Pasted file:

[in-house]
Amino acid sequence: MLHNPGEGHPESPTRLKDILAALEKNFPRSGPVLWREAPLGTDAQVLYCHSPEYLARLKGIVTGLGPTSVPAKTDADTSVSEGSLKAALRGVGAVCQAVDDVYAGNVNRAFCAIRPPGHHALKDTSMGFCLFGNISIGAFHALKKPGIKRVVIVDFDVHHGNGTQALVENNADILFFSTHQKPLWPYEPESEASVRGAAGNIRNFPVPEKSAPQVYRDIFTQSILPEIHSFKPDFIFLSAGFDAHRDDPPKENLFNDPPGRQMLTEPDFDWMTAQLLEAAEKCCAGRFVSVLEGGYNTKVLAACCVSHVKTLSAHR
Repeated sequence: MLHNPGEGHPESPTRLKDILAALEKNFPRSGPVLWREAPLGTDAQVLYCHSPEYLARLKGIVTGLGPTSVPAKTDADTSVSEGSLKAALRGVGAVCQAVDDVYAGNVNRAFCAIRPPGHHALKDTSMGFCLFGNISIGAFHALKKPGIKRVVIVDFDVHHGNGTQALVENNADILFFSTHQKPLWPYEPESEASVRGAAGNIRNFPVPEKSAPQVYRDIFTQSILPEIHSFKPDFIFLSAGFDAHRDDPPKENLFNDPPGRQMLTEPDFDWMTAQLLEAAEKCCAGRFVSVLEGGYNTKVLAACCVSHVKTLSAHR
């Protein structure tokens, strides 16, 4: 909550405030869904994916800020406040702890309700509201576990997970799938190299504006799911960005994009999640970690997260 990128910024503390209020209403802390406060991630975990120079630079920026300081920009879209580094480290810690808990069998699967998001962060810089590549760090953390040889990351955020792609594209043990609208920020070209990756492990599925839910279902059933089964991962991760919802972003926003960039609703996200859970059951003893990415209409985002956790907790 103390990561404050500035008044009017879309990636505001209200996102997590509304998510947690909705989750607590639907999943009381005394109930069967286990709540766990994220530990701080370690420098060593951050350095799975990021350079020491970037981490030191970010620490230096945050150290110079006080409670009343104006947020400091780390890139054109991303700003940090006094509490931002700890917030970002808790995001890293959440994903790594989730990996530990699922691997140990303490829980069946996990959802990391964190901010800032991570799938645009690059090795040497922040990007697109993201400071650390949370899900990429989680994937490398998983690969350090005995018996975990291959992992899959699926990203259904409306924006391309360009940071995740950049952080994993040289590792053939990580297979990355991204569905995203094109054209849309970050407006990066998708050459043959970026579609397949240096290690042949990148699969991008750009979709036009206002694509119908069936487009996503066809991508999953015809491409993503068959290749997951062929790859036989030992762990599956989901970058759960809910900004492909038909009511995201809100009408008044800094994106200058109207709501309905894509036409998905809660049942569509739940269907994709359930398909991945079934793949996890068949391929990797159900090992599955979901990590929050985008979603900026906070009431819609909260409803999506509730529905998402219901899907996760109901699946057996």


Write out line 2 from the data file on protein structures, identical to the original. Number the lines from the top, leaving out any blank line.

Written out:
Amino acid sequence: MLHNPGEGHPESPTRLKDILAALEKNFPRSGPVLWREAPLGTDAQVLYCHSPEYLARLKGIVTGLGPTSVPAKTDADTSVSEGSLKAALRGVGAVCQAVDDVYAGNVNRAFCAIRPPGHHALKDTSMGFCLFGNISIGAFHALKKPGIKRVVIVDFDVHHGNGTQALVENNADILFFSTHQKPLWPYEPESEASVRGAAGNIRNFPVPEKSAPQVYRDIFTQSILPEIHSFKPDFIFLSAGFDAHRDDPPKENLFNDPPGRQMLTEPDFDWMTAQLLEAAEKCCAGRFVSVLEGGYNTKVLAACCVSHVKTLSAHR